7. Eyes Wide Shut holds a Guinness World Record.

The film has a place in the Guinness Book of World Records for the longest constant movie shoot, with a total of 400 days, which was a surprise to the cast and crew. Cruise and Kidman had only committed to six months of filming. The extended shoot was a lot to ask of Cruise in particular, who was at the height of his career. He even had to delay work on Mission: Impossible II to finish Eyes Wide Shut. He didn’t seem to mind though. “We knew from the beginning the level of commitment needed,” Cruise told TIME. “We were going to do what it took to do this picture.”

8. The script for Eyes Wide Shut kept changing.

Todd Field as Nick Nightingale in Stanley Kubrick's "Eyes Wide Shut
Warner Bros. via Getty Images Plus

According to Todd Field, who portrayed piano player Nick Nightingale (and is an Oscar-nominated filmmaker in his own right), “We’d rehearse and rehearse a scene, and it would change from hour to hour. We’d keep giving the script supervisor notes all the time, so by the end of the day the scene might be completely different. It wasn’t really improvisation, it was more like writing.”

9. Tom Cruise developed ulcers while shooting Eyes Wide Shut.

“I didn't want to tell Stanley," Cruise told TIME. “He panicked. I wanted this to work, but you're playing with dynamite when you act. Emotions kick up. You try not to kick things up, but you go through things you can't help.”

10. Tom Cruise and Nicole Kidman slept in their characters' bedroom.

In order to reflect their real-life relationship, Cruise and Kidman were asked to choose the color for the curtains in their on-screen bedroom, where they also slept.

11. The apartment featured in the movie was a re-creation of Stanley Kubrick's.

According to Cruise, “The apartment in the movie was the New York apartment [Stanley] and his wife Christianne lived in. He recreated it. The furniture in the house was furniture from their own home. Of course the paintings were Christianne's paintings. It was as personal a story as he's ever done.”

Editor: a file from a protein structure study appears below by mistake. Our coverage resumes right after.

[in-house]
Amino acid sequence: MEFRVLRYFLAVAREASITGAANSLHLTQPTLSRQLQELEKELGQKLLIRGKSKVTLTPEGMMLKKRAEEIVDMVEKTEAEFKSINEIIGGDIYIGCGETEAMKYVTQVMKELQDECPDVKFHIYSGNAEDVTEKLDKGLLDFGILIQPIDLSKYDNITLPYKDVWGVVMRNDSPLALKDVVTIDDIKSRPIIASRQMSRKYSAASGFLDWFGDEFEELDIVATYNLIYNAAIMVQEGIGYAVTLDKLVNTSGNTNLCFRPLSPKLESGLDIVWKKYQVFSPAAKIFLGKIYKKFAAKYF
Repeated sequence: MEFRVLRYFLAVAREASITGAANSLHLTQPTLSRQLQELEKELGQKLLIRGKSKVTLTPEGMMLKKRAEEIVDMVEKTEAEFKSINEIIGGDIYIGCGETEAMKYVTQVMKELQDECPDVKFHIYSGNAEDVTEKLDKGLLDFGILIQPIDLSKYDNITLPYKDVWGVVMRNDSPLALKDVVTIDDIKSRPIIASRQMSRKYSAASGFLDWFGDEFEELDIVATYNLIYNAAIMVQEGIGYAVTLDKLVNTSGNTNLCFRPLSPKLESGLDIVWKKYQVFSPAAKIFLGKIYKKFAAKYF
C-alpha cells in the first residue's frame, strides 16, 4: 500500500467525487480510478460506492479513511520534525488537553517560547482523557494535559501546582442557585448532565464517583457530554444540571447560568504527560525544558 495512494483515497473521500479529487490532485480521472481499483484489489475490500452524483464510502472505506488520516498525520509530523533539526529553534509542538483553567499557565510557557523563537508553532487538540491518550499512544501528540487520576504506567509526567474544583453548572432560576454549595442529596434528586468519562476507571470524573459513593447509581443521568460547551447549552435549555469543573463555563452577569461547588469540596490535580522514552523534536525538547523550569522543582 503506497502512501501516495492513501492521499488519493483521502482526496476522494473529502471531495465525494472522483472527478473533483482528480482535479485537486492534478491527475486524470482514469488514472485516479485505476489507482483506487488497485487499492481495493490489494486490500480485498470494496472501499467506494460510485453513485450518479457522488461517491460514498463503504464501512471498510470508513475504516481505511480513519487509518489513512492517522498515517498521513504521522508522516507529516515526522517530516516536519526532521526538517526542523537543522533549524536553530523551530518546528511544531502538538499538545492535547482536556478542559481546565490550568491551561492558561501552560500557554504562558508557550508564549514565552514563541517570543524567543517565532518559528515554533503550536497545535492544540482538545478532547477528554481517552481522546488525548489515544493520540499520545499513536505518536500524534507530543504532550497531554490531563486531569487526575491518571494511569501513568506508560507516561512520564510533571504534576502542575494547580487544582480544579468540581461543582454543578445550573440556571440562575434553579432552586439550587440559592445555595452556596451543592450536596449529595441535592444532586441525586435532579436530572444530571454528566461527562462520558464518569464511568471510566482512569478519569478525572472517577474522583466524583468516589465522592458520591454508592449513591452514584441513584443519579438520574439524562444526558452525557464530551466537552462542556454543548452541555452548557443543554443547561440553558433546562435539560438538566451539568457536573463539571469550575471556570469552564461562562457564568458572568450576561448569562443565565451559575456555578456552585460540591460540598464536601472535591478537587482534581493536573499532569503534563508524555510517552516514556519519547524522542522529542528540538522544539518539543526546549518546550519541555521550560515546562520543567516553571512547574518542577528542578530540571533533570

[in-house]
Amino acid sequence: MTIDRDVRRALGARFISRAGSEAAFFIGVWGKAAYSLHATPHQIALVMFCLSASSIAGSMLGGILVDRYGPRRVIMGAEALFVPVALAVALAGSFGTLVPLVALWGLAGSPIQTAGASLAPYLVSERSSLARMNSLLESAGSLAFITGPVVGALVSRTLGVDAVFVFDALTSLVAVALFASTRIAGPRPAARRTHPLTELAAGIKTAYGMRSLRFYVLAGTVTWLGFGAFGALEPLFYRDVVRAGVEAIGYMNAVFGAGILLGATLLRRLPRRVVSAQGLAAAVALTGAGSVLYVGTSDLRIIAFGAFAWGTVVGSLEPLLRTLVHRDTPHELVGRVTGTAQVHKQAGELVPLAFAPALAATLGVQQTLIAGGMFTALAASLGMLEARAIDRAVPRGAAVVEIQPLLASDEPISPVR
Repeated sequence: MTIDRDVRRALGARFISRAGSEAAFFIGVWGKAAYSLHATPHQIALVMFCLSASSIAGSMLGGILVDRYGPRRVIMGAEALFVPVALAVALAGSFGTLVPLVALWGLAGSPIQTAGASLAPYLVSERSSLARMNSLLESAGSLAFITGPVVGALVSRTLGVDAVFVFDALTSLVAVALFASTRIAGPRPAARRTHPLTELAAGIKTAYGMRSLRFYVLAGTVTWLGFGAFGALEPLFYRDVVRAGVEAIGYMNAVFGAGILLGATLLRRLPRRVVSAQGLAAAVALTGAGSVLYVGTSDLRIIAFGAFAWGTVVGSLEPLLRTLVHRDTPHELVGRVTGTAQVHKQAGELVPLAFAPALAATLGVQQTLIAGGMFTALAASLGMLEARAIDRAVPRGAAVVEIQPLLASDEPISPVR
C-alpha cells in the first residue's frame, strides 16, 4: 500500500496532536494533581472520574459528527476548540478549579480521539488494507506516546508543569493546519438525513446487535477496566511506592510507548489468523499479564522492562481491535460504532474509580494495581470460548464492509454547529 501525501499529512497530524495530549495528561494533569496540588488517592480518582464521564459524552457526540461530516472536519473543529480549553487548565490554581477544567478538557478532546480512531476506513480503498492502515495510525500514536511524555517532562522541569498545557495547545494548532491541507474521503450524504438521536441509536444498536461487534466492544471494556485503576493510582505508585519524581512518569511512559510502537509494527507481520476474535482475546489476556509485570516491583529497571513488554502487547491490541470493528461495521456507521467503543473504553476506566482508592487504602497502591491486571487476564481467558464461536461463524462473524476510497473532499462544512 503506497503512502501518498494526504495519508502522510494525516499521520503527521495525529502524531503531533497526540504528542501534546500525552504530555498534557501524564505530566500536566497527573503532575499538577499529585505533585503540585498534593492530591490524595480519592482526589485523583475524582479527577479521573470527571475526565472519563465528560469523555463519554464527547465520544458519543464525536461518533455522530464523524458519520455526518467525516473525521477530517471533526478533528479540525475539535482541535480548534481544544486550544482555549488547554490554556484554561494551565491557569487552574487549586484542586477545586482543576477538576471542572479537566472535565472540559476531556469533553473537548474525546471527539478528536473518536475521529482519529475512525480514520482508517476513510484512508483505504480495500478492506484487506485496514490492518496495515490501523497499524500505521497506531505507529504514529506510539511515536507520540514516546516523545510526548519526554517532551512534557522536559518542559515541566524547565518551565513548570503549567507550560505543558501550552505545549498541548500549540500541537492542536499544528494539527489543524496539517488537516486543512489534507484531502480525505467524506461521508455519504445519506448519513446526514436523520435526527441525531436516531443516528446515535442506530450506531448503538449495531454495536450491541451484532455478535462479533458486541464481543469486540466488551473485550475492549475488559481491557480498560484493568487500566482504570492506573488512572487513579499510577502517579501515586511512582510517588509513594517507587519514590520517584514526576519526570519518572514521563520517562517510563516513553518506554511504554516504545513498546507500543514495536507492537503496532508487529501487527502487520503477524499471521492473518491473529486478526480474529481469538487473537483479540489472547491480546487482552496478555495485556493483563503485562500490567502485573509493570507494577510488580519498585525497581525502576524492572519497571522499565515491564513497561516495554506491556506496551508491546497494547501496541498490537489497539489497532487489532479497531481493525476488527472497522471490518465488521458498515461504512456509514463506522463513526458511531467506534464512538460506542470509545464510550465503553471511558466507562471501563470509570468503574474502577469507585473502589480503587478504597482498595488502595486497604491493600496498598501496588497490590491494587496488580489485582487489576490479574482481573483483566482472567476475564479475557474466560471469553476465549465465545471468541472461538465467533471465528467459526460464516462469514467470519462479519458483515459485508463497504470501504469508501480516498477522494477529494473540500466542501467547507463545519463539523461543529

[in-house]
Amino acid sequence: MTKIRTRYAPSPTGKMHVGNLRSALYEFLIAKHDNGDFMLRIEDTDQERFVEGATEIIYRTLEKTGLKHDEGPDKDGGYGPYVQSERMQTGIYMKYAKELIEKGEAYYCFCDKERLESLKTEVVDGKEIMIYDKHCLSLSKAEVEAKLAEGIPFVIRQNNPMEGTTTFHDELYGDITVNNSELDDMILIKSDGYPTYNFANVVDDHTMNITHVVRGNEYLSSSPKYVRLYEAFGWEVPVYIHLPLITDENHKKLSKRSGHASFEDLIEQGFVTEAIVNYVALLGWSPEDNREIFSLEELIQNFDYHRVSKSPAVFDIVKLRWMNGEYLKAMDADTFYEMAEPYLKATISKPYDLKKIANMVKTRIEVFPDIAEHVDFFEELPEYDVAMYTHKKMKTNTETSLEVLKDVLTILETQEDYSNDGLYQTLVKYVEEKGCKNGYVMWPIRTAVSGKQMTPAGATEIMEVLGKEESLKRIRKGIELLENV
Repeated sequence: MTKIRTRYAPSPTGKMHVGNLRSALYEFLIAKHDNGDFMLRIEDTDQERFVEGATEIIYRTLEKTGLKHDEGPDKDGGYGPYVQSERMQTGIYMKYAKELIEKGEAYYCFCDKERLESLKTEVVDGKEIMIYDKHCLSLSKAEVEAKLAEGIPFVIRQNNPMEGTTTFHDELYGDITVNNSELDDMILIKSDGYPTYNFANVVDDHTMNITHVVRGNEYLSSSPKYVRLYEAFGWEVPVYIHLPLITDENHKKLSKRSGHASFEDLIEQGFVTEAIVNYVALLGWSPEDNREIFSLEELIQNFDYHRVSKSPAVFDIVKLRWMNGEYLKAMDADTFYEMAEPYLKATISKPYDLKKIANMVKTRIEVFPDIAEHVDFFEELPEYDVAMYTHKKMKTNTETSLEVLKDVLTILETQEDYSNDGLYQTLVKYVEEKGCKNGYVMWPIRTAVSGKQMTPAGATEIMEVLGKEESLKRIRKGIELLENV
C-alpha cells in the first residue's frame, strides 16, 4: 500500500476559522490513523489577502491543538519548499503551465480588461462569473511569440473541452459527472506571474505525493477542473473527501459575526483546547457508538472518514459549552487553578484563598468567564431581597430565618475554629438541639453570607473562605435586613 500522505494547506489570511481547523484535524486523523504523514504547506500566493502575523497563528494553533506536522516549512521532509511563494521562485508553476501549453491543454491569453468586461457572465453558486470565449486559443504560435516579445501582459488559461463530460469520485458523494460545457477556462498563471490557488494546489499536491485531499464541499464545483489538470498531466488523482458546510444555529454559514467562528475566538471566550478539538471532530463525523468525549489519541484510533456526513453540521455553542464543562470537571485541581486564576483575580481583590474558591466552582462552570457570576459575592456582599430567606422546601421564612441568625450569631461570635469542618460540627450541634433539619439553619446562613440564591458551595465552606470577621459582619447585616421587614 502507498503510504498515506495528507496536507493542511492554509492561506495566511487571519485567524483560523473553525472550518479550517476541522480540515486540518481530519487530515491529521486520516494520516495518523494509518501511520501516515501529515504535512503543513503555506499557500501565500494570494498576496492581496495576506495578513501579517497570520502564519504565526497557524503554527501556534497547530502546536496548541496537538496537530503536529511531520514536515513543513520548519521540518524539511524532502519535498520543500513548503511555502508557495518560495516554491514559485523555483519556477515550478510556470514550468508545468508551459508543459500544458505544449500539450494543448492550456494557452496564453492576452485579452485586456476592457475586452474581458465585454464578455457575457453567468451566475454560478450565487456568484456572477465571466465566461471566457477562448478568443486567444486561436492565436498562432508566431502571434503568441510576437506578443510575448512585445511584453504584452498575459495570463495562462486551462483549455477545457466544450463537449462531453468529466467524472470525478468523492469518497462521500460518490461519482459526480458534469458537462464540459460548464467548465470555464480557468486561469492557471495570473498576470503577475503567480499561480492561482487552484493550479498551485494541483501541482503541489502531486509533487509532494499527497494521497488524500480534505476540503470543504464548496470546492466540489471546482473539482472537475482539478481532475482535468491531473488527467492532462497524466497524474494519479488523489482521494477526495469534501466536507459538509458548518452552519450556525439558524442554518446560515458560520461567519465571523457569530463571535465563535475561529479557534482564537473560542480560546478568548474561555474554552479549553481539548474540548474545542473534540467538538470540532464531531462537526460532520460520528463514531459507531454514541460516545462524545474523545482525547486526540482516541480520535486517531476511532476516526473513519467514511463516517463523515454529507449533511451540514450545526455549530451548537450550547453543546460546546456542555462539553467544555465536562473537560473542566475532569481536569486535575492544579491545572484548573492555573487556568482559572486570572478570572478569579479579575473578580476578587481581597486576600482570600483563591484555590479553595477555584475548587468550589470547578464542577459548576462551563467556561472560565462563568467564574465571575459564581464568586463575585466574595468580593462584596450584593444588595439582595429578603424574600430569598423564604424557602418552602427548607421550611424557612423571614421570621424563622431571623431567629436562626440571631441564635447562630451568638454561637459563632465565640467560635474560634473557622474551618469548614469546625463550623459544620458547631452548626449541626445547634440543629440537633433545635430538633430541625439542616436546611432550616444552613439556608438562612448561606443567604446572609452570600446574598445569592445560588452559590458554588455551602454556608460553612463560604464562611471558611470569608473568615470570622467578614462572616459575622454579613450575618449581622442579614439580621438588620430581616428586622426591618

12. Stanley Kubrick temporarily banned Tom Cruise from the set.

Nicole Kidman and Tom Cruise star in Stanley Kubrick's 'Eyes Wide Shut' (1999).
Warner Bros. via Getty Images Plus

Given his penchant for accuracy, it’s quite possible that Kubrick wanted to stir up some real-life jealousy between his stars in order to help them embody their characters. In a fantasy sequence, Kidman’s character has sex with another man, which motivates the rest of the film’s plot. Kubrick banned Cruise from the set on the days that Kidman shot the scene with a male model. They spent six days filming the one-minute scene. Kubrick also forbid Kidman from telling Cruise any details about it.

13. It took 95 takes for Tom Cruise to walk through a doorway.

Six days for a one-minute scene is nothing compared to the time Kubrick had Cruise do 95 takes of one simple action: walking through a doorway. After watching the playback, he apparently told Cruise, “Hey, Tom, stick with me, I’ll make you a star.”

14. Security on the set was tight.

Aside from Kubrick, Kidman, Cruise, and their tiny crew, no one was allowed on the set, which was heavily guarded. In May 1997, one photographer managed to capture a picture of Cruise standing next to a man that the photographer thought was just an “old guy, scruffy with an anorak and a beard.” That man was Kubrick, who hadn’t been photographed in 17 years. After the incident, security on the set was tripled.